BY KAREN FLETCHER
OTTOWA More than 5000 people braved flooding rain to take the Canadian capital, Ottowa, behind the banner Open the Borders: No-one is Illegal on June 27, the final day of the G8 leaders' summit.
Despite grave predictions of violence by the capitalist media, the Canadian actions against the G8 summit were both peaceful and radical. Policing was restrained by the public outcry that followed unprovoked police attacks on protesters in November 2001. Police in soft-hat uniforms lined the march route on bicycles, not even blinking as US flags were burned and the streets were covered with chalked slogans.
In Ottowa, the No-one is Illegal demonstration, one of the largest actions of a week of protests, was explicitly anti-imperialist. It was led by young immigrants carrying red and black flags and addressed by young speakers from the Philippines, Palestine, Algeria, Colombia and Sri Lanka all of whom called for an international alliance against US imperialism.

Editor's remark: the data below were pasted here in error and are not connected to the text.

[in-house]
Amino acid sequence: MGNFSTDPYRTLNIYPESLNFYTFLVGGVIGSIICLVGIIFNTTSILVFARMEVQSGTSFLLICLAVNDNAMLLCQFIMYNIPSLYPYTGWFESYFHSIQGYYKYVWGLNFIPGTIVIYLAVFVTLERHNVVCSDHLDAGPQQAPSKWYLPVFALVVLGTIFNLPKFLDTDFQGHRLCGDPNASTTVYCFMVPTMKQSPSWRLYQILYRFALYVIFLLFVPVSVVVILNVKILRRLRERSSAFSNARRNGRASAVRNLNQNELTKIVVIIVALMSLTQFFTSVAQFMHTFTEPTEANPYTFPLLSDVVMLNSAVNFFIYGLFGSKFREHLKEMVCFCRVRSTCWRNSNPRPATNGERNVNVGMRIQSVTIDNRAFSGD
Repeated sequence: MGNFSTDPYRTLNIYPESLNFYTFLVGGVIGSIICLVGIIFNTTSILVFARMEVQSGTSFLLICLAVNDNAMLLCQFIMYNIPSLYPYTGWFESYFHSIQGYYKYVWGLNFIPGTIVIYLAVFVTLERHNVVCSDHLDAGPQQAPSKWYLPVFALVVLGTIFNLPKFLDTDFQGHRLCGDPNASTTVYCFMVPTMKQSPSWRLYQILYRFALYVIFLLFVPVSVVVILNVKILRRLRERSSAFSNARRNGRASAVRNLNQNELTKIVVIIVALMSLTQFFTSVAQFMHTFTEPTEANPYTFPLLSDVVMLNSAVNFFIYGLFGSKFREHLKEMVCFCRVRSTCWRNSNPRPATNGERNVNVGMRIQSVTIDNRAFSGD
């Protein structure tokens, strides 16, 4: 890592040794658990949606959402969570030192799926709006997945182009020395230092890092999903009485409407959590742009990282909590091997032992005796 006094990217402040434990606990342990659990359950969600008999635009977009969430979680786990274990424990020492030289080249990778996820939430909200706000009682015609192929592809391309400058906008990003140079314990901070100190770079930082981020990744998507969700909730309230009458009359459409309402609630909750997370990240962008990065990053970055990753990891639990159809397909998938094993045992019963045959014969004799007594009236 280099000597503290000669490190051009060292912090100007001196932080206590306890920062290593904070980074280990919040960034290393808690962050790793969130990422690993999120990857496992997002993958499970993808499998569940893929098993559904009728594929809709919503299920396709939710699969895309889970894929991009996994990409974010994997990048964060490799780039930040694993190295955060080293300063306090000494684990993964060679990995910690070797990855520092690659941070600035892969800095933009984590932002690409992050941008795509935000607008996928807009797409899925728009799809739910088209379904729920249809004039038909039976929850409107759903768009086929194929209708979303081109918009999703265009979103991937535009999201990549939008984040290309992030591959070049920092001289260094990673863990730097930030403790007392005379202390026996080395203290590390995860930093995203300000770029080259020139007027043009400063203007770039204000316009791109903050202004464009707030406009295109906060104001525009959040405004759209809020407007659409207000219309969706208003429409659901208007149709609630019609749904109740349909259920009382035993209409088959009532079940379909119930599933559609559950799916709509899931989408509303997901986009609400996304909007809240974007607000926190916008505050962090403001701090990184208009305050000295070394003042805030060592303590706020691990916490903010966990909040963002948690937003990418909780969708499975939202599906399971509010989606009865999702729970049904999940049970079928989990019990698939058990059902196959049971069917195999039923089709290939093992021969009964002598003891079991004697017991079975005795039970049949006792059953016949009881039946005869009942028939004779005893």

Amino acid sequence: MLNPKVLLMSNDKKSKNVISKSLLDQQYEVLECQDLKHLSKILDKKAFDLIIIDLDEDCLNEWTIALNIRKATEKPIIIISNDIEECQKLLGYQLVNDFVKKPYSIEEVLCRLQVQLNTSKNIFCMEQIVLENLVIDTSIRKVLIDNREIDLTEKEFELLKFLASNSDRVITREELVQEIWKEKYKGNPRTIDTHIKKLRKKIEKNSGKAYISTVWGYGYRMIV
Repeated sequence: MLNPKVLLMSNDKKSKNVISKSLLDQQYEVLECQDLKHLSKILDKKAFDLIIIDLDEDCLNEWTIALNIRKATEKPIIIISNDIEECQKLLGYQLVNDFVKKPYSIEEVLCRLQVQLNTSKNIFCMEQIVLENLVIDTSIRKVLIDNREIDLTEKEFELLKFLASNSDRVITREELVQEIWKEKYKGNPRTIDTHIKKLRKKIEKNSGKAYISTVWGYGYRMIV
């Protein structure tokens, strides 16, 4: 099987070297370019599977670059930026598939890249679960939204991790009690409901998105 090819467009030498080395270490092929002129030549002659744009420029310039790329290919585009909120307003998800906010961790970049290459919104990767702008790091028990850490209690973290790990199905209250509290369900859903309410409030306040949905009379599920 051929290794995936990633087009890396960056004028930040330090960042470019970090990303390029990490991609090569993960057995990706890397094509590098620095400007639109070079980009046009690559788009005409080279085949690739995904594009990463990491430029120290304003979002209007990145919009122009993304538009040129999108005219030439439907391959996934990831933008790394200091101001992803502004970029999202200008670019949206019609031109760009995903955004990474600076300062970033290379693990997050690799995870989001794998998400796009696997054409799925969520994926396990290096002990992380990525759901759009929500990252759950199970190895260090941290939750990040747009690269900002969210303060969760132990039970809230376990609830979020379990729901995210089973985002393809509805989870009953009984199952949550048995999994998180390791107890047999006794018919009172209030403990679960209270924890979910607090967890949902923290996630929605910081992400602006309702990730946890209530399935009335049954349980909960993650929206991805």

Ten busloads of activists came to Ottowa from Montreal. Among them was Palestinian human rights activist Samee Elatrash who gave the stirring keynote speech that launched the march. The crowd enthusiastically applauded his assertion that we are all Palestinians all the world's poor are Palestinians and this is our intifada. This is a time of unprecedented and unilateral imperialism, but it is also a time of great resistance.
The march stopped outside the federal ministries of defence and immigration to hear anti-imperialist speeches and poems. It finished on Parliament Hill where participants pledged to step up the campaign to open the borders and stop the detention and deportation of immigrants and refugees by the Canadian government.
From Green Left Weekly, July 10, 2002.
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